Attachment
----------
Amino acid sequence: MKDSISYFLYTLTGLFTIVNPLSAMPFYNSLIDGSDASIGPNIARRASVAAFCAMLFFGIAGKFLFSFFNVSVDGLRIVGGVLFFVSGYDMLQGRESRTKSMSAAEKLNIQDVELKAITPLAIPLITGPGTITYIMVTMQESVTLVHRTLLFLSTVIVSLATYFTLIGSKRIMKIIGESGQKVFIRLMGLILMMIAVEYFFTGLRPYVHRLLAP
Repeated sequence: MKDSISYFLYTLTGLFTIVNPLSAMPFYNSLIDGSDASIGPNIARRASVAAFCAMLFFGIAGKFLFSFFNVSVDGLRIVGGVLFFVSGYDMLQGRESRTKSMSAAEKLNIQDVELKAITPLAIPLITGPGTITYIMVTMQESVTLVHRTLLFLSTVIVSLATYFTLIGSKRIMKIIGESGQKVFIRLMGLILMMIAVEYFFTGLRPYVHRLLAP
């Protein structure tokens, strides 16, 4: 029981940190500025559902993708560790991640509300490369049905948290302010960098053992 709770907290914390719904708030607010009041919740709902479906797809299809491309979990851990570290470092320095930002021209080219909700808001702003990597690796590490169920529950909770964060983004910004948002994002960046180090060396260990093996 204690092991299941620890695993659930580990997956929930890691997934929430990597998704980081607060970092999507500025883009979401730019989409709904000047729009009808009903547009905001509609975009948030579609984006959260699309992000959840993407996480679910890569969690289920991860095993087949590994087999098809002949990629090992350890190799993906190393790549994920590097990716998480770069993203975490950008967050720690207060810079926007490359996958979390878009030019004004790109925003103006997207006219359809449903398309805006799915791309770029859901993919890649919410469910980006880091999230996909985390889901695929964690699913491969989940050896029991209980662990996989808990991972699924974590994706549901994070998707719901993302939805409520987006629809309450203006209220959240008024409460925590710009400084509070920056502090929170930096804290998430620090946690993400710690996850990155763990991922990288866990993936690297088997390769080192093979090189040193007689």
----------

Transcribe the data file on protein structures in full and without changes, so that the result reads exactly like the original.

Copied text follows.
Amino acid sequence: MKDSISYFLYTLTGLFTIVNPLSAMPFYNSLIDGSDASIGPNIARRASVAAFCAMLFFGIAGKFLFSFFNVSVDGLRIVGGVLFFVSGYDMLQGRESRTKSMSAAEKLNIQDVELKAITPLAIPLITGPGTITYIMVTMQESVTLVHRTLLFLSTVIVSLATYFTLIGSKRIMKIIGESGQKVFIRLMGLILMMIAVEYFFTGLRPYVHRLLAP
Repeated sequence: MKDSISYFLYTLTGLFTIVNPLSAMPFYNSLIDGSDASIGPNIARRASVAAFCAMLFFGIAGKFLFSFFNVSVDGLRIVGGVLFFVSGYDMLQGRESRTKSMSAAEKLNIQDVELKAITPLAIPLITGPGTITYIMVTMQESVTLVHRTLLFLSTVIVSLATYFTLIGSKRIMKIIGESGQKVFIRLMGLILMMIAVEYFFTGLRPYVHRLLAP
């Protein structure tokens, strides 16, 4: 029981940190500025559902993708560790991640509300490369049905948290302010960098053992 709770907290914390719904708030607010009041919740709902479906797809299809491309979990851990570290470092320095930002021209080219909700808001702003990597690796590490169920529950909770964060983004910004948002994002960046180090060396260990093996 204690092991299941620890695993659930580990997956929930890691997934929430990597998704980081607060970092999507500025883009979401730019989409709904000047729009009808009903547009905001509609975009948030579609984006959260699309992000959840993407996480679910890569969690289920991860095993087949590994087999098809002949990629090992350890190799993906190393790549994920590097990716998480770069993203975490950008967050720690207060810079926007490359996958979390878009030019004004790109925003103006997207006219359809449903398309805006799915791309770029859901993919890649919410469910980006880091999230996909985390889901695929964690699913491969989940050896029991209980662990996989808990991972699924974590994706549901994070998707719901993302939805409520987006629809309450203006209220959240008024409460925590710009400084509070920056502090929170930096804290998430620090946690993400710690996850990155763990991922990288866990993936690297088997390769080192093979090189040193007689």